How to Use Photoshop’s Healing Brush to Clean Up Your Panoramic or HDR Photos

There’s a great tool in Adobe Photoshop that should be in both the HDR and panoramic photographer’s toolbox — the Healing Brush. Whether you’re cleaning up seams or removing ghosts from an HDR image, the Healing Brush (J) is designed to correct imperfections in a photo. Similar in handling to the Clone Stamp tool, it successfully hides blemishes by taking cloned pixels and matching the texture, lighting, and shading of the sampled to the original pixels.

The tool works very well and it can generally produce results in which the repaired pixels blend seamlessly together.

Here’s how it works:

  1. Select the Healing Brush Tool by pressing J.
  2. Select a brush from the Options bar or Brushes panel.
  3. Choose a blending mode. (This can be useful when retouching as to avoid visible cloning.) The Replace option preserves noise and texture at the stroke’s edges.
  4. Choose a source for repairing pixels in the Options bar. The standard source is sampled. Here pixels are taken from the area surrounding your sample point. As the brush moves, the sample point also moves accordingly to ensure variety in the sampled source. The Pattern option uses a pattern from the current pattern library (accessible from a pop-up list).
  5. Specify the tool alignment in the Options bar. If Aligned is selected, the sample point and painting point move parallel as you brush. If you click again and start over, the sample point picks up relative to the current brush position. If Aligned is deselected, the initial sample point is re-used. The second method ensures that you are always sampling from the same area but the first produces more visual variety if using a large textured area.
  6. If you are using the Sampling mode, Option+click (Alt+click) within the current document or another open document set to the same color mode.
  7. The tool functions similarly to the Clone Stamp tool. Paint brush strokes over the area you’d like to heal.

Performance Tips

  • Because the sampled pixels are drawn from before you click, it may be necessary to release and start over occasionally to avoid cloning the problem area.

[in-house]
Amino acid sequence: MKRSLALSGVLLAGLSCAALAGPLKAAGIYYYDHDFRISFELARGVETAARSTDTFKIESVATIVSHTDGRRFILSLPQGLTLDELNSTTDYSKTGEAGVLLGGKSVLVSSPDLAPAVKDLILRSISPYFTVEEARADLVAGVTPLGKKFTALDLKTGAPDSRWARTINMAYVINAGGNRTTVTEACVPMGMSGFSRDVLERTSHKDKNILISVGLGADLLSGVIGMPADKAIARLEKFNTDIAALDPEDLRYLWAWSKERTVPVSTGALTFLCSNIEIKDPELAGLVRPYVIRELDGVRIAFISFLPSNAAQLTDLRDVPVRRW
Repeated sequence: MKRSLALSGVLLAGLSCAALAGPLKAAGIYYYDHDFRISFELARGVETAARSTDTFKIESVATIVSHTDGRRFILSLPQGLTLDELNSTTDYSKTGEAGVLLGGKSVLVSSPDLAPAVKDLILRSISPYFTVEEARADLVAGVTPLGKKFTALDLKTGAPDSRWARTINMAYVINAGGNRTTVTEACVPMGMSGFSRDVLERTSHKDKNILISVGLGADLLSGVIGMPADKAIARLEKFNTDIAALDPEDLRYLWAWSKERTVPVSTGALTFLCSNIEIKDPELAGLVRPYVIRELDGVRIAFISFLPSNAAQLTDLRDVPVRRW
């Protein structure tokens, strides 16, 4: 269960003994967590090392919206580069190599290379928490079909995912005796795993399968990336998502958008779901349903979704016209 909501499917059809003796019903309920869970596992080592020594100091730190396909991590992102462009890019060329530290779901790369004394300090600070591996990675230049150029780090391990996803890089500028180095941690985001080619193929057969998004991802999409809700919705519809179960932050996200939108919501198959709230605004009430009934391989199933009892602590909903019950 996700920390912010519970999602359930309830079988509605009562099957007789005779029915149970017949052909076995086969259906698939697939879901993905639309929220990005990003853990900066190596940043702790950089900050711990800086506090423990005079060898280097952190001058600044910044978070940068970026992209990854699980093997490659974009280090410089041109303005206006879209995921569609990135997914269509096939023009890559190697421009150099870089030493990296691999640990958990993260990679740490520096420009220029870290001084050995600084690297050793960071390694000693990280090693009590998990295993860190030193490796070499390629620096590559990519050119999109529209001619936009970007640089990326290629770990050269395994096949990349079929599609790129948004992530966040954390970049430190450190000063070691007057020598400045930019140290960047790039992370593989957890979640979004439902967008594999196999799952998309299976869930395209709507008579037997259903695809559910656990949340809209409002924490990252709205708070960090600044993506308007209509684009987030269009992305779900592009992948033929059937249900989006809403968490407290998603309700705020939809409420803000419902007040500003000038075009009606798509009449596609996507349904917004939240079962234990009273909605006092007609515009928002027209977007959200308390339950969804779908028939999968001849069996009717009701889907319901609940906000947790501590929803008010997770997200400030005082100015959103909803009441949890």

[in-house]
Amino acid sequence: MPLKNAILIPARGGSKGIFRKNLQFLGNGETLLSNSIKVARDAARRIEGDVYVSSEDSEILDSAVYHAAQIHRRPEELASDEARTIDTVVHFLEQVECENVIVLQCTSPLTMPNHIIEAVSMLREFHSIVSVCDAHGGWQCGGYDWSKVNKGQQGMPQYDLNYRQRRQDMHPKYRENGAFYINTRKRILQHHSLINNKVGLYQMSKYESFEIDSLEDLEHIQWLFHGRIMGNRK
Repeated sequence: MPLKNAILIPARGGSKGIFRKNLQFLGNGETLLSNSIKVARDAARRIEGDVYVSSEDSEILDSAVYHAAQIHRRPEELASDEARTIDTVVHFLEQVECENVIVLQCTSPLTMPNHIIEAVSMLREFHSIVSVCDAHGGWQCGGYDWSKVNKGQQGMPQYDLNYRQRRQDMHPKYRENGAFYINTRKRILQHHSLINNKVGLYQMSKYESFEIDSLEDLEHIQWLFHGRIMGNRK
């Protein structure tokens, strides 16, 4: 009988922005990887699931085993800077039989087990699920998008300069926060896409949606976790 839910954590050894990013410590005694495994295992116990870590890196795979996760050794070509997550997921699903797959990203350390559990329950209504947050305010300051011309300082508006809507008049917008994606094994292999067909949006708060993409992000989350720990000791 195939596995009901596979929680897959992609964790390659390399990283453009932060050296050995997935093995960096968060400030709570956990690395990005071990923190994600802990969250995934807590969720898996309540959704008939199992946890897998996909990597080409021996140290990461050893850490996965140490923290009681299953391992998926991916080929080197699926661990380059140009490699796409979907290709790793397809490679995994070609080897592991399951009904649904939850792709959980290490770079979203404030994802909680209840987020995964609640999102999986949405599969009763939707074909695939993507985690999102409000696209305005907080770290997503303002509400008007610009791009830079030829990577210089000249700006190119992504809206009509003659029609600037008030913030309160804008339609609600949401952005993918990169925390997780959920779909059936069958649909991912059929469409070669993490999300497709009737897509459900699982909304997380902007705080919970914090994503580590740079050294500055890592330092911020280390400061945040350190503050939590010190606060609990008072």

• Release the mouse to merge the sampled pixels. The stroke will look strange until then.
  • To get better results on an area with strong contrast, make a selection before using the Healing Brush Tool. The selection should be bigger than the area to be healed and should follow the boundary of high contrast pixels. For example, if healing a person’s face, make a selection over the problem area that excludes the adjacent sky or clothing. This way, when painting with the Healing Brush, the selection will prevent color bleed-in from outside areas.
  • You can clone from all visible layers by specifying Use All Layers. This is useful if you want to clone to an empty layer at the top of your document while sampling from the layers below.

This post sponsored by Adorama – More than a camera store

About Richard Harrington

Richard Harrington is the founder of RHED Pixel, a visual communications company based in Washington, D.C. He is the Publisher of Photofocus as well as an author on Rich has authored several books including From Still to Motion, Understanding Photoshop, Professional Web Video, and Creating DSLR Video.

Posted on June 24, 2011, in HDR, Panoramic, Tutorial and tagged , , . Bookmark the permalink. Comments Off on How to Use Photoshop’s Healing Brush to Clean Up Your Panoramic or HDR Photos.

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